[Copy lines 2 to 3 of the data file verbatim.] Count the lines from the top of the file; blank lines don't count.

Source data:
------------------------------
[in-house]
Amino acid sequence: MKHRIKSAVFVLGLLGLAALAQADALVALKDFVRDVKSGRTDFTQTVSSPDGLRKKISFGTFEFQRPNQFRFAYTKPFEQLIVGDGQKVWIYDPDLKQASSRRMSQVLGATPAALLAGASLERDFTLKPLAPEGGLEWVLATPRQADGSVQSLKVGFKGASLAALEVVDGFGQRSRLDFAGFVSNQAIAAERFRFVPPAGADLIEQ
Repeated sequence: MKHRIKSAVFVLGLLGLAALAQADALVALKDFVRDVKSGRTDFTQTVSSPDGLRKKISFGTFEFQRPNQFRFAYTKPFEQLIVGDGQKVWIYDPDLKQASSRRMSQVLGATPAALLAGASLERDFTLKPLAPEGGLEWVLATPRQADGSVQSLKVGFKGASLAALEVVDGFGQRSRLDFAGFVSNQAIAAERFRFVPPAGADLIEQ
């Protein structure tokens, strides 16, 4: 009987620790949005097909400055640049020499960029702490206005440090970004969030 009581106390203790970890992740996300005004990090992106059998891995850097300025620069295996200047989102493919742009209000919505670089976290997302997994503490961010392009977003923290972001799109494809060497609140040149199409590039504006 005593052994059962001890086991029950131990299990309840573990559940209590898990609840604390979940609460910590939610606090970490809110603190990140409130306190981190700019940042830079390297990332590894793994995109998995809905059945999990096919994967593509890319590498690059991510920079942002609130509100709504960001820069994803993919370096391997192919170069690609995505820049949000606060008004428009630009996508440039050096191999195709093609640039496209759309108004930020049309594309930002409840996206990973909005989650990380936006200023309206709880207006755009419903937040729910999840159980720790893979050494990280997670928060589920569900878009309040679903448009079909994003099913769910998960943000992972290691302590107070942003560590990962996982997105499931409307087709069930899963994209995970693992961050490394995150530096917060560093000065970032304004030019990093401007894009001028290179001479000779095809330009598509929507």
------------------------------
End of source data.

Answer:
Amino acid sequence: MKHRIKSAVFVLGLLGLAALAQADALVALKDFVRDVKSGRTDFTQTVSSPDGLRKKISFGTFEFQRPNQFRFAYTKPFEQLIVGDGQKVWIYDPDLKQASSRRMSQVLGATPAALLAGASLERDFTLKPLAPEGGLEWVLATPRQADGSVQSLKVGFKGASLAALEVVDGFGQRSRLDFAGFVSNQAIAAERFRFVPPAGADLIEQ
Repeated sequence: MKHRIKSAVFVLGLLGLAALAQADALVALKDFVRDVKSGRTDFTQTVSSPDGLRKKISFGTFEFQRPNQFRFAYTKPFEQLIVGDGQKVWIYDPDLKQASSRRMSQVLGATPAALLAGASLERDFTLKPLAPEGGLEWVLATPRQADGSVQSLKVGFKGASLAALEVVDGFGQRSRLDFAGFVSNQAIAAERFRFVPPAGADLIEQ